Wage stagnation has been a central element since the Great Recession, for four reasons, none of which is especially encouraging.
First, while overall wages have been stagnant, incomes for higher-wage workers have grown in many occupations. Wages for lower-income workers have not.
This is consistent with evidence from the past several decades, which suggests that labor markets are polarizing.
Highly skilled workers are in increasing demand, while lower-skilled workers are not. This is largely due to technology changes that favor highly skilled workers.
Second, we have seen low interest rates that have no real precedent in modern times.
Many folks are unaware that interest rates are the price of capital investment. With more than seven years of low rates, the price of capital investment has never been lower. This has created a huge incentive for businesses to buy labor-saving equipment and technology.
Evidence of this is the astonishing growth of investment in technology firms that supply labor-saving devices. This keeps demand for workers low and dampens wage growth.
Third, hiring has become more costly across many business types. Here, the Affordable Care Act is a clear culprit, making business expansions or increasing worker hours far more costly. There is even an incentive to let employment slip beneath 50 workers per firm to avoid some ACA provisions. This depresses wages in the short run, though the long-run effect is less clear.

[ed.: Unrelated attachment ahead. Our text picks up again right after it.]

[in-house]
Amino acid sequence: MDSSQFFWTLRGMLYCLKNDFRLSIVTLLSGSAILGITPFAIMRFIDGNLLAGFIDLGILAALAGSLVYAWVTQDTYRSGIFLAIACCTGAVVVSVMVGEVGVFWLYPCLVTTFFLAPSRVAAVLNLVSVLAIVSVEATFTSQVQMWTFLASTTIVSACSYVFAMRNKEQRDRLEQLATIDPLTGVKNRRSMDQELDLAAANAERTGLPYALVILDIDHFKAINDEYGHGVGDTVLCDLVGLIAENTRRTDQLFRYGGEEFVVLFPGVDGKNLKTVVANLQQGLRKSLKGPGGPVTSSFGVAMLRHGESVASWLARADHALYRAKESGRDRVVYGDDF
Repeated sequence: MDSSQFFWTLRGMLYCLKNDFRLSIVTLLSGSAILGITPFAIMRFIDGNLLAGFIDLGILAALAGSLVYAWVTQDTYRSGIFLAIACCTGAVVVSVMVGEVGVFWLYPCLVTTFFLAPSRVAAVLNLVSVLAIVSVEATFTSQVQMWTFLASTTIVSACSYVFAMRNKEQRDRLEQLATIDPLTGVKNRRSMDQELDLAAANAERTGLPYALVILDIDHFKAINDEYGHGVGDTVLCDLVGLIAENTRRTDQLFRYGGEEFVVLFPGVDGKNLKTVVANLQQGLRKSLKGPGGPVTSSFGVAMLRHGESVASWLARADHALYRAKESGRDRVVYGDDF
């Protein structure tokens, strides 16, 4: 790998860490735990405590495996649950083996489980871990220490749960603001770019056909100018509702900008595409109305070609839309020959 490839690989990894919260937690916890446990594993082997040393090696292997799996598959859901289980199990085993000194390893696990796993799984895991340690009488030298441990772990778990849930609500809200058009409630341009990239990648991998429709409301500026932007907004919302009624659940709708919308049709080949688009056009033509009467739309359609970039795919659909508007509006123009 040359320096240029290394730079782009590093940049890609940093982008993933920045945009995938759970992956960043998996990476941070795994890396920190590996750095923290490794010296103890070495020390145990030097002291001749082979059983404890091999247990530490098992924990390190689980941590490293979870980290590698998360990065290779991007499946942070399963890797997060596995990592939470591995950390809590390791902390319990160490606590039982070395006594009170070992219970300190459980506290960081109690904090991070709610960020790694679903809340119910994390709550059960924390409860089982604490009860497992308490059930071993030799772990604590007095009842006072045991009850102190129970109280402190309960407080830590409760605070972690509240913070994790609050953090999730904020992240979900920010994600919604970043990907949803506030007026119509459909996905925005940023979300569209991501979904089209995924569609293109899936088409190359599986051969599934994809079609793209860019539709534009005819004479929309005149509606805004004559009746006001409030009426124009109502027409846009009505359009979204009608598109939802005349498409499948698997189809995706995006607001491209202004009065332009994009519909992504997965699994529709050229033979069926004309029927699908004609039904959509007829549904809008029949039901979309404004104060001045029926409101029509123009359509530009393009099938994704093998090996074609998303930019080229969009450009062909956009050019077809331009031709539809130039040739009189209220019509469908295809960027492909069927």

Finally, and perhaps most important, in times of declining revenue, businesses facing a choice of reducing wages or employees almost always reduce employees. Labor contracts, minimum wages and tradition all lead to this result, even though it might hurt all parties concerned.
So, the deep drop in demand for goods and services that accompanied the recession might still depress wage growth. We remain in a period when wages on average are higher than they should be, so wage growth will remain flat.
All of this offers insight into decisions by the Federal Reserve in coming months. With the unemployment rate dropping, there should be upward pressure on wages, but with inflation low, it still might take time to see wage growth.
As a result, the Fed will be less worried about a small bout of inflation. This is because inflation acts silently to reduce wages. While the Fed will never publicly say it is allowing inflation to cut wages, the fact that it is delaying interest rate increases suggests that is exactly what is on its mind.•
Hicks is the George and Frances Ball distinguished professor of economics and director of the Center for Business and Economic Research at Ball State University. His column appears weekly. He can be reached at [email protected]